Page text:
Stephanopoulos presses Scalise on whether 2020 election was stolen: ‘Yes or no?’

House Majority Leader Steve Scalise (R-La.) refused to answer whether the 2020 election was stolen when pressed eight separate times in a Sunday interview with ABC News’s George Stephanopoulos.

Asked about conservative Rep. Ken Buck’s (R-Colo.) decision to leave Congress and his departing remark that “too many Republican leaders are lying to America, claiming that the 2020 election was stolen,” Scalise avoided responding directly in the interview on ABC News’s “This Week.”

“Well, Ken, I’ve worked with on a number of issues, including getting spending under control, getting our economy back on track. He’s talked about that 2020 election as well. You and I have, I think, have talked about that too,” Scalise said. “At the end of the day, getting our country back on track is our focus. And that’s what we’re focused on right now.”

“Can you say unequivocally the 2020 election was not stolen?” Stephanopoulos asked Scalise, after the congressman detailed several other legislative priorities for the party.

Scalise dodged the question.

“What I’ve told you, there are states that didn’t follow their laws. That is what the state constitution — the U.S. Constitution requires,” he said. “Every state ought to follow the laws that are on their books. That’s what the U.S. Constitution says.”

“That’s not what I asked,” Stephanopoulos retorted. “I said, can you say unequivocally that the 2020 election was not stolen?”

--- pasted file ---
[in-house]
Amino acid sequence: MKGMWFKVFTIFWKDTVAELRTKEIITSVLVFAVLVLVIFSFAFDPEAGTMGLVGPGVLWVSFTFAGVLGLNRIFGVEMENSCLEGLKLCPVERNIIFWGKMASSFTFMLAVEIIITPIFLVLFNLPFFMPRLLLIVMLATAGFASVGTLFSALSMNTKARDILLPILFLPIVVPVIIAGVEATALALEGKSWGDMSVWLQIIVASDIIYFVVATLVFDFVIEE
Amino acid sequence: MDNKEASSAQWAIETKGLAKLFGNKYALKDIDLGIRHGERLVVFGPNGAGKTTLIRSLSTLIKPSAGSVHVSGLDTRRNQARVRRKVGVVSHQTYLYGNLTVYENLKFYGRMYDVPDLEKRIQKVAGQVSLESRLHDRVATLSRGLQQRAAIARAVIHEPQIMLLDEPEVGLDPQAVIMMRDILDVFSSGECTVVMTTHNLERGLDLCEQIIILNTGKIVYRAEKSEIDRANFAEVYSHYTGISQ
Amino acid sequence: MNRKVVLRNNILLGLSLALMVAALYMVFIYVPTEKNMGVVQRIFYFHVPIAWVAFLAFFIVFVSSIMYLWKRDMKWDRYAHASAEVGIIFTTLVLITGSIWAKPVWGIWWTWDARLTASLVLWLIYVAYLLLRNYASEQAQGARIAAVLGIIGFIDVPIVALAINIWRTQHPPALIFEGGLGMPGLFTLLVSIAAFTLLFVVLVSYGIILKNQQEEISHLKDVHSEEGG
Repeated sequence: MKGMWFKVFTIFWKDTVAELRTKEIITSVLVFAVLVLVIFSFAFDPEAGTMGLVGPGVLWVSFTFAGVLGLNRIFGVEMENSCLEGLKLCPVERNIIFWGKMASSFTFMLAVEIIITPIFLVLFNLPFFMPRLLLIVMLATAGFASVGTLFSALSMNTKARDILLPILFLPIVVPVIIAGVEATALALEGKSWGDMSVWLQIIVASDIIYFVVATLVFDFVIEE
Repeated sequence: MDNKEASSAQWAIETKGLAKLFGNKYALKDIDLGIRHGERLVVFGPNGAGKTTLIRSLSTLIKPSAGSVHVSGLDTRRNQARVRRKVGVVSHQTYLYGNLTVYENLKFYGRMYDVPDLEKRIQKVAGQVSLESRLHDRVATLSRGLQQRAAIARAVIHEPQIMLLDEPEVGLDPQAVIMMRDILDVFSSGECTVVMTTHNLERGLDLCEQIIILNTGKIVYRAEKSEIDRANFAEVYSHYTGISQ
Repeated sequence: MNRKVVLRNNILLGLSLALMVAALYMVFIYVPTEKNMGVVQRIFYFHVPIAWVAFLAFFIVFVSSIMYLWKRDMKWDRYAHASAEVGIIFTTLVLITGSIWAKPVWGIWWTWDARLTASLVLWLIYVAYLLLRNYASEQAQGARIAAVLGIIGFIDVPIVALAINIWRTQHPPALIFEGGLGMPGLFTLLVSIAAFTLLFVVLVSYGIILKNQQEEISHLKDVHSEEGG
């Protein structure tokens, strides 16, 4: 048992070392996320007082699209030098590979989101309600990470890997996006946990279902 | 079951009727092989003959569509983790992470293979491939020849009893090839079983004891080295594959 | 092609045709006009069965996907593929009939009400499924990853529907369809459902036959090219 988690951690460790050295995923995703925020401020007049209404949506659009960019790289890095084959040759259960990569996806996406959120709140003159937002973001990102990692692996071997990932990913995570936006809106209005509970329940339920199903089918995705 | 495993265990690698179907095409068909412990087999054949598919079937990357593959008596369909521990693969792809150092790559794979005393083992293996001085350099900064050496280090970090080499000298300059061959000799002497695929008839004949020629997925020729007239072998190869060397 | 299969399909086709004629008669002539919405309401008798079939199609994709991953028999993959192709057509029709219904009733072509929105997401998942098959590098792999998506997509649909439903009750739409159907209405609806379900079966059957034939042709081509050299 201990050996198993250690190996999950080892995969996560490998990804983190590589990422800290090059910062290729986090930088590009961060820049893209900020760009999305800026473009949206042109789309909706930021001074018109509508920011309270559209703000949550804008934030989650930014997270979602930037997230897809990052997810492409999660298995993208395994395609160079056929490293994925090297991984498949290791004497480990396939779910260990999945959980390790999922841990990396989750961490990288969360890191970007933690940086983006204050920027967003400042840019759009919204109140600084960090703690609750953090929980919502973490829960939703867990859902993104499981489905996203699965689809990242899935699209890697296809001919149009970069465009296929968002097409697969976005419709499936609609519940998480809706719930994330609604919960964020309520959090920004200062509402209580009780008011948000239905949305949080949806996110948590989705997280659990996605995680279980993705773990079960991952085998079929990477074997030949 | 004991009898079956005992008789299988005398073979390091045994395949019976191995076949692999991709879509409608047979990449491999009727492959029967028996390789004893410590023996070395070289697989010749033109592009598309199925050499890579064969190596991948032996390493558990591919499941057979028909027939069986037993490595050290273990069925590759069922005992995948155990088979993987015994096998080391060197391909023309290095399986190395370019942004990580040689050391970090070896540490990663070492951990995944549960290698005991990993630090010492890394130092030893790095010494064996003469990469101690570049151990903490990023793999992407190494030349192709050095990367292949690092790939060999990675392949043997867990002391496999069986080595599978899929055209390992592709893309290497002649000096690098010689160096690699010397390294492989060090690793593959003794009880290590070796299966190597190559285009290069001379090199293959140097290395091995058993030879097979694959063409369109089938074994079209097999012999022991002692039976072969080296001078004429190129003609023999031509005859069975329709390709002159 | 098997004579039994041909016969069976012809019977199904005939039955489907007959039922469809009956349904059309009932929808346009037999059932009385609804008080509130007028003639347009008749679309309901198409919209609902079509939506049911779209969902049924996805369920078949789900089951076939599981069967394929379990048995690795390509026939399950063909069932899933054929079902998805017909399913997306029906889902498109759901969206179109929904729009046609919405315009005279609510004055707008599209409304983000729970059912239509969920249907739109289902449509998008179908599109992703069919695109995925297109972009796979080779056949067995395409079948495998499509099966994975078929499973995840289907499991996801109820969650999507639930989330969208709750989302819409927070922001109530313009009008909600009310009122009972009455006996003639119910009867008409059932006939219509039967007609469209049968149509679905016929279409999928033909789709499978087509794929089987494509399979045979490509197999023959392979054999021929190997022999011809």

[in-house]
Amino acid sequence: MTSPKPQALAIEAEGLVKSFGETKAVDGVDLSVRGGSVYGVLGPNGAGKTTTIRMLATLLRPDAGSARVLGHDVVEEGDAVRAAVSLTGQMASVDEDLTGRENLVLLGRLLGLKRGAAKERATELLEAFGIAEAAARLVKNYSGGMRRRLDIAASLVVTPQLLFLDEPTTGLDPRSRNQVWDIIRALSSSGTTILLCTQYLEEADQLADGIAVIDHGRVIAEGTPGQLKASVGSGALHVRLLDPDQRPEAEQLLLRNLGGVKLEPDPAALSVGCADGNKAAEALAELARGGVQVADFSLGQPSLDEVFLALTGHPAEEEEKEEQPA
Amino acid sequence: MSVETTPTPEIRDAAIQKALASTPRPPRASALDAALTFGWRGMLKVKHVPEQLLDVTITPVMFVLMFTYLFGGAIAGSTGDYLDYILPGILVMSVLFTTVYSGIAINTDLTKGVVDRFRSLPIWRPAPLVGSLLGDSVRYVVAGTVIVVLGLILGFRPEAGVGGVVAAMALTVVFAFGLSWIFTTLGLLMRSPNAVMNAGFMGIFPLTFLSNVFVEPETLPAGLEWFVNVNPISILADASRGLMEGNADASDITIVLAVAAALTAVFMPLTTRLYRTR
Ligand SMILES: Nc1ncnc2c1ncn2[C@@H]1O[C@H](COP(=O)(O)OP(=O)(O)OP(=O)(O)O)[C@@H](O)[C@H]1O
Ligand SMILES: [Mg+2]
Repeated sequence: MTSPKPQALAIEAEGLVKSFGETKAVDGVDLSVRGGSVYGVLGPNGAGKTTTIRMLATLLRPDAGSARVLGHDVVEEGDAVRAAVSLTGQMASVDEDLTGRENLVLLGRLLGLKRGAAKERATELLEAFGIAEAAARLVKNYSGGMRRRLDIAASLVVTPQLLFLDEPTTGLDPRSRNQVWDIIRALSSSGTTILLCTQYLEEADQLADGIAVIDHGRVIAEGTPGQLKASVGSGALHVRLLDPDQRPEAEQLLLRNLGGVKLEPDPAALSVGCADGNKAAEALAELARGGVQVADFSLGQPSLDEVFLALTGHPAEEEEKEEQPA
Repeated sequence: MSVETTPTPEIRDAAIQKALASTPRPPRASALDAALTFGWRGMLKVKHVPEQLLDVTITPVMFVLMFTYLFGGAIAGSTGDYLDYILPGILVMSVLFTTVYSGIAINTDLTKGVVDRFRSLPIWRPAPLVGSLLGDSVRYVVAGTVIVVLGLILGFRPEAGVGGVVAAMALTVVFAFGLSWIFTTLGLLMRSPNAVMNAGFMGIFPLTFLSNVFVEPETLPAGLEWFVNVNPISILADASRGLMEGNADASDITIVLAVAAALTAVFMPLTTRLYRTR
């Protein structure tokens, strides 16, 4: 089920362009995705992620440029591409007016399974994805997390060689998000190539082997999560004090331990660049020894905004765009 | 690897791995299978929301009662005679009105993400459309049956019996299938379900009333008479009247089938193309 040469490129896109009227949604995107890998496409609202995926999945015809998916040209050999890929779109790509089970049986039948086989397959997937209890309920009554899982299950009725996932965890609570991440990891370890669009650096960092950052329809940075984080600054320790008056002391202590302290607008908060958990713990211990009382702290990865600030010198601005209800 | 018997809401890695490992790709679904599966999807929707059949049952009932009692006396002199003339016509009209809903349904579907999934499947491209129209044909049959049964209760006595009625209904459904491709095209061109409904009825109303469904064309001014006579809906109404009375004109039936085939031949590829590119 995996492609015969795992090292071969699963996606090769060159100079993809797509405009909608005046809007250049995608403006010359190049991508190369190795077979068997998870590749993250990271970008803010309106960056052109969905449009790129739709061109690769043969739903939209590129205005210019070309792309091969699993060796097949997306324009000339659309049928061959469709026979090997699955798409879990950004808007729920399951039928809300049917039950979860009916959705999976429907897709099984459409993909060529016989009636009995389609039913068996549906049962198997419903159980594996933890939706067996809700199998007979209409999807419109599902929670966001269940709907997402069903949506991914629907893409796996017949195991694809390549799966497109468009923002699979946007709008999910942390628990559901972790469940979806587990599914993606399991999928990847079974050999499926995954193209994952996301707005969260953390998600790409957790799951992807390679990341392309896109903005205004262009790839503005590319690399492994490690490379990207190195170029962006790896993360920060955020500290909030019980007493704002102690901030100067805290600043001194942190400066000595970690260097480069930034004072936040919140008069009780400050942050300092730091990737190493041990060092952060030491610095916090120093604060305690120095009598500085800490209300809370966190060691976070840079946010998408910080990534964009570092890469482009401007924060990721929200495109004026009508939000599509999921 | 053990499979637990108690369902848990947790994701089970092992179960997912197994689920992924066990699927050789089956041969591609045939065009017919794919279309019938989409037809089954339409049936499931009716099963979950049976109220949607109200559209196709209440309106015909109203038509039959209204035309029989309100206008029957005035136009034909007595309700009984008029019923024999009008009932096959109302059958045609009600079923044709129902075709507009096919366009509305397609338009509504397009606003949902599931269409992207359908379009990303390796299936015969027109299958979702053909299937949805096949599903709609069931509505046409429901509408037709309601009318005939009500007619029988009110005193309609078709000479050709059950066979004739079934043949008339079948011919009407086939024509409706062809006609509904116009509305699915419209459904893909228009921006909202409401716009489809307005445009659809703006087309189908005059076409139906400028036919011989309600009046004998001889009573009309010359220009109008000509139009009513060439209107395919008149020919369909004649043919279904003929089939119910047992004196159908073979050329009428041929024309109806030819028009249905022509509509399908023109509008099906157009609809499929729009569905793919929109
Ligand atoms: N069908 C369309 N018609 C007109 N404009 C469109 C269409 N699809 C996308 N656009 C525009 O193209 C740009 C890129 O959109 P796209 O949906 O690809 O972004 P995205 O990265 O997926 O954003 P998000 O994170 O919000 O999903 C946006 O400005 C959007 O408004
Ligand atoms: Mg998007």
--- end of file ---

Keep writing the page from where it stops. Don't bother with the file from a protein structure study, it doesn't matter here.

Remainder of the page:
“Look, Joe Biden’s president. I know you and others want to talk about 2020. We’re focused on the future. We’ve talked about 2020 a lot. We’re talking about how to get our country back on track, how to get our economy moving, how to stand up to the bad actors around the world,” Scalise said.

“Congressman, I know that Joe Biden is president. I’m asking you a different question. Can you say unequivocally that the 2020 election was not stolen?” Stephanopoulos said, continuing to press him.

Scalise dodged again, citing certain states that he claimed “didn’t follow the laws that are on their books, which is what the U.S. Constitution says they have to do.”

Scalise’s argument is a reiteration of a frequent concern predominantly among voters of former President Trump. They argued that the changes made during the pandemic to allow for mail-in ballots and other measures encouraging voter participation somehow violated state law — even though the changes were largely passed through state legislatures or other legal procedures.

“So you, so you just refuse to say unequivocally that the 2020 election was not stolen?” Stephanopoulos said again.

“You want to keep rehashing 2020. We’re talking about the future,” Scalise said, as the two spoke over each other.

“I just want an answer to the question, yes or no?”

“We’ve asked — look, we’ve talked about this before. But, again, will you acknowledge that there were states that didn’t follow the actual state legislative enacted laws on their book, which the U.S. Constitution says they’re supposed to do?” Scalise said, again refusing to answer.

“I know that every court that looked at whether the election was stolen said it wasn’t, rejected those claims. And I asked you a very, very simple question. Now I’ve asked it, I think, the fifth time that you can’t appear to answer. Can you say unequivocally that the 2020 election was not stolen?”

The exchange continued without coming to any ultimate resolution.

Scalise’s refusal to say that the election was fairly decided is reflective of the challenge many GOP politicians face as they try to avoid upsetting the former president — by saying he lost in 2020 — while also trying to move on.

Scalise was among the two-thirds of the House Republican Conference to vote against certifying the election in all states after the House reconvened on the night of Jan. 6, 2021, to vote on objections to two states.

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